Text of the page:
before takeoff cabin-crew-members announcement always suggest that you keep your seatbelt fastened at all times, AND even fastened when the seatbelt light is off. This is a get out of jail (responsibility) card for the airline and individual flight

    So in effect only time you should not wear seatbelt is with light off, and you need to leave your seat. Where turbulence is encountered already OR imminently expected Pilots switch on seatbelt signs

    As such , this lawsuit is without merit, should not be persued. It is only persued as USA has the no win no fee system foir plaintiffs.

    • Lashaniqua Johnson (St. Louis)

      No it’s not. It’s like your taxi driver intentionally driving into a tropical storm. Pilots can fly around weather. They have more than ample notice to steer around it.

      • colin

        Not a chance in hell, Not all turbulence shows on the dopler radar in an aircrafts nose, no pilot deliberately goes into major turbulence unless no choice,

        I fly 80x a year and on half those flights I am get turbulence whilst in my seat before rhe pilots announce turbulence and put seatbelt lights on.

        If passenger hits a ceiling etc, then the plane suddenly drops, canbe 50m can 200m or more. Th has zeroe pilots can not see in advance or react to the situation that causes such drops.

        Lawsuit has zero chance

        • Lashaniqua Johnson (St. Louis)

          We are not talking about clear air turbulence – this was a known, severe weather event that was on radar. Don’t lecture down to me because I’m black. Divert flight path. If this makes airlines think twice about this, good for these passengers. Sue.

          • nostresshere

            Please share where someone “lectured you because you are black”. I could not find it and if it is not there, then your comment was racist and should be edited/removed.

  • Lashaniqua Johnson (St. Louis)

    I agree. I would sue too. This is crazy. We all have weather apps on our iPhones. It’s BS thatbthe pilots could not have flown around this storm. It’s crazy.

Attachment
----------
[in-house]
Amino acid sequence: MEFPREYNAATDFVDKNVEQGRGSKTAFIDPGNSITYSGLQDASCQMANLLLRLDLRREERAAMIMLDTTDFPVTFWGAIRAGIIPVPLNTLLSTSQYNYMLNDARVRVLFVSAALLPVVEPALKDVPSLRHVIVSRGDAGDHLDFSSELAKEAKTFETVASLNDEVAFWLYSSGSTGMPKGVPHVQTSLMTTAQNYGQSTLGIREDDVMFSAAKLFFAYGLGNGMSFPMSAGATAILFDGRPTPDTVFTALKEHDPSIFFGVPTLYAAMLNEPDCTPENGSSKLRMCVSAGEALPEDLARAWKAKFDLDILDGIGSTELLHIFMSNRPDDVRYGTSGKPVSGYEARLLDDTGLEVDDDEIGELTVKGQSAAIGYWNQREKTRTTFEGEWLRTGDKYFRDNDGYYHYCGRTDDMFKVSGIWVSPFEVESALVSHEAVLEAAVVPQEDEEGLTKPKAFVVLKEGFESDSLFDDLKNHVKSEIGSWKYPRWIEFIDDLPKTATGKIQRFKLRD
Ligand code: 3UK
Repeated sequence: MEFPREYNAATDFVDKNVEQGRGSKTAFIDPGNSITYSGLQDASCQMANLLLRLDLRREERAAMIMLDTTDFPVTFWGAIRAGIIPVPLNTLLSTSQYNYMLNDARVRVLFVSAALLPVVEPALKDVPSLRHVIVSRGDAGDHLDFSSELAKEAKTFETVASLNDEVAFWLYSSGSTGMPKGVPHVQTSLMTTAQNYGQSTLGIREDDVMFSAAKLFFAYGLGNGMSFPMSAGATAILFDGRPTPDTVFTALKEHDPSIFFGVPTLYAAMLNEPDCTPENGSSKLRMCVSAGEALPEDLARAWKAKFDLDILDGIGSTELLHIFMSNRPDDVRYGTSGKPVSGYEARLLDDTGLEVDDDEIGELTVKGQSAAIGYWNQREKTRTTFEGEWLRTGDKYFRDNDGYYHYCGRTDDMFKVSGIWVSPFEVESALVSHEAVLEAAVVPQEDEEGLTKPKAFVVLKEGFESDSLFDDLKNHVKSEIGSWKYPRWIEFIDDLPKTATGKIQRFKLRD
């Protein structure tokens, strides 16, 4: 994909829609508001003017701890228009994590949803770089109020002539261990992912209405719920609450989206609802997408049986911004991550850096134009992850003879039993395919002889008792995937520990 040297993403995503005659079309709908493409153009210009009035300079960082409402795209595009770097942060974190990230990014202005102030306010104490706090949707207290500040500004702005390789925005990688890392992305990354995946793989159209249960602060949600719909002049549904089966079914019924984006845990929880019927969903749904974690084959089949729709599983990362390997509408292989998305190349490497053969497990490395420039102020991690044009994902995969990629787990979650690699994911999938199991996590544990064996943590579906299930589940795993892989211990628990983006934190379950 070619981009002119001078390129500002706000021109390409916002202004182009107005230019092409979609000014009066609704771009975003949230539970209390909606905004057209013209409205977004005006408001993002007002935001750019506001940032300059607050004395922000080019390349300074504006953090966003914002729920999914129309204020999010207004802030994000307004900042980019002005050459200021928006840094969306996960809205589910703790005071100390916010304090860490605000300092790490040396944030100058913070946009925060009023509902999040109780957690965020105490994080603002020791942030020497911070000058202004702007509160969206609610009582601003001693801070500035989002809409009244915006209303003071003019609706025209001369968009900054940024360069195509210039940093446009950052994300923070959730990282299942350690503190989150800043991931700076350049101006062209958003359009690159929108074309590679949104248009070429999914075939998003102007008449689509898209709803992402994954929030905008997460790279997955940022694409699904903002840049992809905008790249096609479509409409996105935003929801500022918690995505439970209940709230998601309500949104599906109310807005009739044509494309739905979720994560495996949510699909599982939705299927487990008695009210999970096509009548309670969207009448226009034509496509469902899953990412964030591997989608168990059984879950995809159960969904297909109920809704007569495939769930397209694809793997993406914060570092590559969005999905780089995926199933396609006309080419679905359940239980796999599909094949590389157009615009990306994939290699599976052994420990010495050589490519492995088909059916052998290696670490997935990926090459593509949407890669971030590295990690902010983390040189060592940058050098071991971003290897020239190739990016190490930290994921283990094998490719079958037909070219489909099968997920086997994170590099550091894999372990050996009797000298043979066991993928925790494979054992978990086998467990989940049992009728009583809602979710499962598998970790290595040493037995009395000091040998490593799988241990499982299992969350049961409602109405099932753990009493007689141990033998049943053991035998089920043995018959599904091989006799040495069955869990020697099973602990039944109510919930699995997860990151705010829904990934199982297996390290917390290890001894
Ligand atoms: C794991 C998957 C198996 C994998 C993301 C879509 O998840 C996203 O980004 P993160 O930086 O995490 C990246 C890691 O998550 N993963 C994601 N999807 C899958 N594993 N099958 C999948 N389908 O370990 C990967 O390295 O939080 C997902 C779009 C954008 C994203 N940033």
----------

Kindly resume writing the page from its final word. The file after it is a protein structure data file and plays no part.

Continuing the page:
• nostresshere

      Amazing that we have somebody here with such KNOWLEDGE of what took place. Were you on that plane? Were you analyzing the weather patterns?

      Shame on you.

      • Lashaniqua Johnson (St. Louis)

        Shame on you for talking down to me because I’m black. I remember this event well. Could’ve been avoided.

        • Cape Crusader

          Lashaniqua … you make very valid arguments and I agree with your positions 100%
          However, although some of the responses to you may have been snippy, I don’t see any evidence that anyone was ‘talking down to you because you’re black.’
          You lose all credibility when you start playing the race card where there is none. Stick to the facts, lose the chip on your shoulder and defend your position … you seem very capable of doing that.

        • nostresshere

          Wow. Where did that come from? Black?

      • nostresshere

        Meanwhile – since you have all the facts. How high were these storm cells. How far north and south was the storm that they could have gone around? Are you saying the pilots saw the storm and made a decision to fly through it vs going around it and even while KNOWING it was bad decided not to notify the FA’s and leave the seat belt sign off? How much warning did the pilots have of this storm? Hour? Minutes? Seconds?

    • nostresshere

      Do you have some links to where this weather was “well known” and what options the pilots were able to take and did not? You do realize the weather app on your phone would be of marginal use to a pilot at 35,000 feet flying 500 mph – right?

  • Lashaniqua Johnson (St. Louis)

    THIS COULD HAVE BEEN AVOIDED. That bad weather front was well known that day.

  • nostresshere

    From a CNN report the day after the incident. Repeated for others as some posters here are already very familiar with this incident and know more than I do. “The plane encountered a line of thunderstorms in central South Dakota, according to a flight path analysis by CNN meteorologists Monica Garrett and Chad Myers. After passing through a first storm, the plane came upon a second, which the pilot attempted to fly over or around. The significant turbulence was likely caused by one or both storms.
    “While some turbulence can’t be detected on radar, this was not that kind,” said Brandon Miller, a producer with CNN’s World Weather team. “This turbulence was caused by the rapid rising of air inside the thunderstorms.”
    “You can see thunderstorms, both from the cockpit and on radar,” Miller added. “Pilots know there is turbulence in the storms and do their best to fly around or over them. Although they tried, they could not do that in this situation.”

    • nostresshere

      Since some know more than what has been shared, maybe they can share the facts they have with the rest of us.